The impact of burnout
You lose the ability to function as you usually would. Very day-to-day things like picking up a prescription from the doctors, making an appointment, or even just meeting friends, become completely overwhelming.
If you’re used to being very capable, this can be extremely challenging to overcome. The society we live in is often unforgiving and hugely demanding. It doesn’t allow for you not to function in the way you usually would. This often causes a negative spiral that obliterates confidence and makes the individual feel deeply insecure.
Recovery is a long process, and it takes time to accept that a re-evaluation of how much you’re capable of doing is essential to your wellbeing moving forward.
Advice on how to cope
Look for the positives, what are they? Burnout propels your health to the forefront, it becomes the most important thing, and you’re forced into taking good care of yourself.
A new sense of humbleness arises from this, as you realise you’re not superhuman, and it’s impossible to do it all – this time, pulling yourself together just won’t work.
Acceptance is key to recovery. So, when you’re experiencing what feels like a loss of control, which is hugely challenging to comprehend, concentrate on what you can control, be it your workload, meeting with friends and family, or spending time doing a hobby.
Think about setting boundaries with those around you. Be honest about what you can and can’t do. Put yourself first. Opening up to those closest to you makes you more human.
Over time you will slowly begin to find what works for you. Remember, life doesn’t always go the way we planned, and that’s ok. Change can be a good thing, and burnout is a giant red flag that you’re quite simply juggling too much. Experiencing it can make individuals more moderated, modest, and compassionate as a sense of perspective is forced upon you, making you realise it is normal not to be able to do everything. The most important lesson is how crucial it is to ensure you’re taking burnout seriously and putting effort into looking after yourself. If you try and brush it under the carpet, it will come back and be even more debilitating.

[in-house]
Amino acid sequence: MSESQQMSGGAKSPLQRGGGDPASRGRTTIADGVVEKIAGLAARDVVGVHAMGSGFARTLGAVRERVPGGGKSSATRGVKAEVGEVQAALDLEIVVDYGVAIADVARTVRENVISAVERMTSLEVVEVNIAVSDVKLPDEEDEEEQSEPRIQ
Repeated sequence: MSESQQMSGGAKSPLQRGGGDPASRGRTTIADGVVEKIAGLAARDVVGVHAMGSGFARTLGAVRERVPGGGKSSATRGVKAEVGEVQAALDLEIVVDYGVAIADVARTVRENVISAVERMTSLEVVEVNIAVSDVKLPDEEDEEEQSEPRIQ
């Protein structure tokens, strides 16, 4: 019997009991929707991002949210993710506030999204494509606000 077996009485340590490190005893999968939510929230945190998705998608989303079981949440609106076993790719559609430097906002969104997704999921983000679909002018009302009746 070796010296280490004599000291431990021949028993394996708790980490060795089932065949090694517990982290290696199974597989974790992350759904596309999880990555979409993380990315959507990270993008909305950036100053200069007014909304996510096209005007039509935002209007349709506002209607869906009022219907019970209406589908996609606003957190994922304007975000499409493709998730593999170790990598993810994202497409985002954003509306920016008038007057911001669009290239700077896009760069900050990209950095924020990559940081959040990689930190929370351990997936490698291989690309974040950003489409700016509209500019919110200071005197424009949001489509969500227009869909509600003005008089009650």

How to ensure that businesses are taking employee burnout seriously
The most important advice I can give is to take burnout seriously. If you don’t, you risk the employee relapsing, which will mean more sick days or even resignation from a business perspective. But, on the other hand, the more organisations help their people through hard times, the more trust and loyalty will build.
Be human about it, have honest conversations about how the individual feels, and offer benefits like flexible working to enable them to work when they’re feeling their best and most positive self. Also, offer coaching to help them through the process and develop life skills.
Amid the doom and gloom of this debilitating experience lies a huge opportunity. Burnout is a signal that things need to change, and I believe the process, although painful, can lead to much greater personal development in the long run.